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Intense hail storm in Mexico blankets city in 150 cm of ice


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3 hours ago, Ghostsof1915 said:

There is no proof that human activity is leading to climate change!

 

 

Hail is not uncommon during the summer. In fact, it is quite likely. For many people, it is counterintuitive that large chunks of ice can fall from the sky during the hottest season of the year. Hail forms in cumulonimbus clouds, which are quite common during the warm season. NOAA's National Severe Storms Laboratory website points out that:

Hailstones grow by colliding with supercooled water drops. Supercooled water will freeze on contact with ice crystals, frozen raindrops, dust or some other nuclei. Thunderstorms that have a strong updraft keep lifting the hailstones up to the top of the cloud where they encounter more supercooled water and continue to grow. The hail falls when the thunderstorm's updraft can no longer support the weight of the ice or the updraft weakens. The stronger the updraft the larger the hailstone can grow.

Because lightning is a good proxy for thunderstorms, it is clear from the lightning climatology map below that Mexico can experience the type of storms that produce hail. Legendary climatologist Stan Changnon, Jr. published a paper on the climatology of North American hail in the Journal of Applied Meteorology. This 1977 study found that hail is most likely to occur in the Spring or Summer primarily in the Central Plateau and high mountains. His study also found hail to be less common in coastal Mexico or the Yucatan Peninsula. Most places averaged 3 to 4 hail days per year, but higher elevations could experience more hail days.

Global lightning distribution as measured from satellites.

Global lightning distribution as measured from satellites.

 NASA

It is not surprising that higher elevations would experience a greater number of hail days. Florida receives more thunderstorms than most states in the U.S., but "hail alley" is in Colorado, Nebraska, and Wyoming. These states receive 7 to 9 hail days per year according to NOAA because the freezing levels (32 degrees F or less) in those regions are closer to the ground. Guadalajara, Mexico sits at an elevation above 5,000 feet. Hail is not necessarily abnormal at this geographic location. What about the vigorous amount of hail seen in photographs all over social media?

Climatologist Daniel Swain offers some cautionary thoughts about those images. Swain is a climate scientist at the University of California-Los Angeles (UCLA). He told me in a message:

It was clearly a dramatic and extremely impressive event with major local impacts--but I think the physical characteristics have been fundamentally mischaracterized. I have no doubt there were 1-2 meter hail drifts in some spots (photos attest to that)--but those drifts were clearly created by flash flooding down streets and culverts in a highly urbanized area. (A strong clue are the cars stacked on top of each other--water did that, not hail!). Come to think of it, the physical constraints of a single storm dropping 6+ feet of actual solid ice would probably be prohibitive anywhere on Earth, I would think. I don't know the exact numbers, but even just considering the amount of column water or the vertical forces required to loft that much solid water...well, suffice it to say it would stretch credulity.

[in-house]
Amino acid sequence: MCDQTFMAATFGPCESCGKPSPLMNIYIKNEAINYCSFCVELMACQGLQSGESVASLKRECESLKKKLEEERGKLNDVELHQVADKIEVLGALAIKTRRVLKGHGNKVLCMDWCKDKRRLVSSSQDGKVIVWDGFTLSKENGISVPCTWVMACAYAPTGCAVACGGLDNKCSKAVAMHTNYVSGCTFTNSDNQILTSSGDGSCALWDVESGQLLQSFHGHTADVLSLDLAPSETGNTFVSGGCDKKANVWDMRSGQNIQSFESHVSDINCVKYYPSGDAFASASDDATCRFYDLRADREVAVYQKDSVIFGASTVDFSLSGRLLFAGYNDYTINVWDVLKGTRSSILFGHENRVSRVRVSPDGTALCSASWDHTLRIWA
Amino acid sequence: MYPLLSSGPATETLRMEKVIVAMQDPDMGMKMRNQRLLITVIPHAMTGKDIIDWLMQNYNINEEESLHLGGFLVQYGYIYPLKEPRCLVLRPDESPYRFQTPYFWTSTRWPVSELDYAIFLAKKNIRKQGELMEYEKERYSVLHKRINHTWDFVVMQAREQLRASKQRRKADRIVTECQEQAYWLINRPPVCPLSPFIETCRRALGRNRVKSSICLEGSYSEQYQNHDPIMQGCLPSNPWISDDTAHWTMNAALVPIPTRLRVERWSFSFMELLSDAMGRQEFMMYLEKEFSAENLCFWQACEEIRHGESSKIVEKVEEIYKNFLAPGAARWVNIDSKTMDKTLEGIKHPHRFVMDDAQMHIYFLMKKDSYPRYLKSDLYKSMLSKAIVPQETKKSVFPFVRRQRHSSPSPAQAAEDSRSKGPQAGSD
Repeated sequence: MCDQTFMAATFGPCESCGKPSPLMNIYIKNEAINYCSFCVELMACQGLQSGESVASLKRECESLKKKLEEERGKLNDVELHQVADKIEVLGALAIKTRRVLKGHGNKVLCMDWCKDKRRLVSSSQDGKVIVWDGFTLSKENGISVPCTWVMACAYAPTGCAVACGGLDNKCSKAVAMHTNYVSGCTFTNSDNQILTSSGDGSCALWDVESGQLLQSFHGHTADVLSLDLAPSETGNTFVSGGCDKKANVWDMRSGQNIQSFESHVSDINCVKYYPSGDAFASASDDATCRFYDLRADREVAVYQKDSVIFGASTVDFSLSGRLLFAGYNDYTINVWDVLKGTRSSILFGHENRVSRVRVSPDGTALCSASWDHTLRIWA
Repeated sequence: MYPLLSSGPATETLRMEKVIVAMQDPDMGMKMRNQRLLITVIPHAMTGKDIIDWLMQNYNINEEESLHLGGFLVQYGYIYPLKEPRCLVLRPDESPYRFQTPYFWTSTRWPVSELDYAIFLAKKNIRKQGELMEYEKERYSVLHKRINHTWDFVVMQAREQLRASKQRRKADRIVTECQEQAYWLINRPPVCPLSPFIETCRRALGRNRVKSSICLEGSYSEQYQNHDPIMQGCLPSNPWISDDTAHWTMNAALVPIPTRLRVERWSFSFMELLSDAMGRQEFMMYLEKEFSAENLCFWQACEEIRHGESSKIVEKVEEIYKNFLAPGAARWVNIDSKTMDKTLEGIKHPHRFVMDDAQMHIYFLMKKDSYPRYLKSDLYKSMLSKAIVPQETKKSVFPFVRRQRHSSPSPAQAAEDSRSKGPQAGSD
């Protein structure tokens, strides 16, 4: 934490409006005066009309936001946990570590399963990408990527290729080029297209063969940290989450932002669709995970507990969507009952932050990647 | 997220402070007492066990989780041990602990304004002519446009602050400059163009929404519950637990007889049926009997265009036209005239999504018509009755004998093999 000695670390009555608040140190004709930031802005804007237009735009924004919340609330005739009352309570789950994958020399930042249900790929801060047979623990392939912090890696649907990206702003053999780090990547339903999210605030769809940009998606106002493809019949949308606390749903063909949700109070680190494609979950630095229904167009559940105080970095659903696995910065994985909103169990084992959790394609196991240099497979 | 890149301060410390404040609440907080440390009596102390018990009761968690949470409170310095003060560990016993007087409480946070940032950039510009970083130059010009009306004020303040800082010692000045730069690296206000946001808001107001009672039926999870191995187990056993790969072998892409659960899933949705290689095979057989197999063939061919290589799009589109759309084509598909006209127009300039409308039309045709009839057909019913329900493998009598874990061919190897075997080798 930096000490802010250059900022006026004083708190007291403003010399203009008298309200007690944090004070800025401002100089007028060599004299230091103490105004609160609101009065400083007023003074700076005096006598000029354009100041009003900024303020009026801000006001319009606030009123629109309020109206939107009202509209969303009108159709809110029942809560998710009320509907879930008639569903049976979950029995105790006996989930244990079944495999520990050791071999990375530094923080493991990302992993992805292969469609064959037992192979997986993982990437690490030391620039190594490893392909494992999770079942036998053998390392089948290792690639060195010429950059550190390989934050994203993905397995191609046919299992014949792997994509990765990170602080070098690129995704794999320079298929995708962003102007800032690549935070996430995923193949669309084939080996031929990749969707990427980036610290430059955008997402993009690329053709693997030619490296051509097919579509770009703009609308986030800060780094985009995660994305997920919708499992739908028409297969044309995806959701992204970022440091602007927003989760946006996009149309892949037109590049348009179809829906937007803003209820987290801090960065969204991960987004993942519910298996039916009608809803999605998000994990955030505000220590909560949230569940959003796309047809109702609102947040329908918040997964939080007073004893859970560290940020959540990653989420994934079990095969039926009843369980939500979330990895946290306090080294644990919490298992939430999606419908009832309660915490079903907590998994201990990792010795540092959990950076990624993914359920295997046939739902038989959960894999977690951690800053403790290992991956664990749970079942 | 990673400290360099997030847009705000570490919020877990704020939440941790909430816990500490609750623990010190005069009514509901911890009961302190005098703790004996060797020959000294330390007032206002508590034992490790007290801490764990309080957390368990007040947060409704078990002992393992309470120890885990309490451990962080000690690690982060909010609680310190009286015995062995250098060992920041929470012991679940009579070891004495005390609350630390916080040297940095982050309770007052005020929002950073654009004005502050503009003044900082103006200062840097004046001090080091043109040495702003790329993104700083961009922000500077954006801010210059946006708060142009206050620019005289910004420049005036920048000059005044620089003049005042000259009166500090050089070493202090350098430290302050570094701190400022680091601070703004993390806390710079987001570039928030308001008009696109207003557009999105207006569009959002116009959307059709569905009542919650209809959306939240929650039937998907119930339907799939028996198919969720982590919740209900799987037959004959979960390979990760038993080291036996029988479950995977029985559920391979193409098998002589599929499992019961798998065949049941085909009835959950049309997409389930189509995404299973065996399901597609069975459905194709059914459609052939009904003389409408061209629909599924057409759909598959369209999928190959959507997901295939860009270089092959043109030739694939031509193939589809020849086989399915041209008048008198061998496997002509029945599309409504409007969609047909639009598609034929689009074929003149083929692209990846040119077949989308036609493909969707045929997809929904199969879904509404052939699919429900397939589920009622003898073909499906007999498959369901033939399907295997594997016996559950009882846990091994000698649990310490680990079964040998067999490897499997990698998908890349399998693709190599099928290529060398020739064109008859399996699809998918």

Radar and satellite images clearly indicated that rain-producing storms were training (constantly reforming in this area to produce flooding and what some have referred to as "hail glaciers."

 
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3 hours ago, Ghostsof1915 said:

There is no proof that human activity is leading to climate change!

 

 

I just read this article on the arctic permafrost.. basically areas are thawing in the the canadian arctic decades faster than anticipated. The rapid thawing has a risk of releasing heat trapping gases that cause a positive feedback loop leading to exponential heat trapping. Bad. The article mentions that even the 2015 Paris agreement isn't enough (good job Trump). There needs to be drastic changes. Change is happening far too slowly.

 

While I think that it can not be necessarily proven humans are directly responsible for climate change, to say that we aren't contributing to the acceleration of the process in a dangerous way is foolish.

 

https://www.reuters.com/article/us-climate-change-permafrost-idUSKCN1TJ1XN?fbclid=IwAR1JBoCiHj0O9avK5Y1st0bY2BpYPNJ1pnwf0CzPirVoTNXFK8UwcMFi24Q

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7 hours ago, I.Am.Ironman said:

I just read this article on the arctic permafrost.. basically areas are thawing in the the canadian arctic decades faster than anticipated. The rapid thawing has a risk of releasing heat trapping gases that cause a positive feedback loop leading to exponential heat trapping. Bad. The article mentions that even the 2015 Paris agreement isn't enough (good job Trump). There needs to be drastic changes. Change is happening far too slowly.

 

While I think that it can not be necessarily proven humans are directly responsible for climate change, to say that we aren't contributing to the acceleration of the process in a dangerous way is foolish.

 

https://www.reuters.com/article/us-climate-change-permafrost-idUSKCN1TJ1XN?fbclid=IwAR1JBoCiHj0O9avK5Y1st0bY2BpYPNJ1pnwf0CzPirVoTNXFK8UwcMFi24Q

If you are interested, Canadian Arctic still quite cold in historic terms:

 

Temperature and Precipitation History of the Arctic

 

300px-65_Myr_Climate_Change.png

 

In terms of what it looked like, scientists have figured the Canadian Arctic could have appeared something like this about 65 million years ago (about 1% of the Earth's history....so baby steps in time).

 

banner%20mural%20(1).jpg

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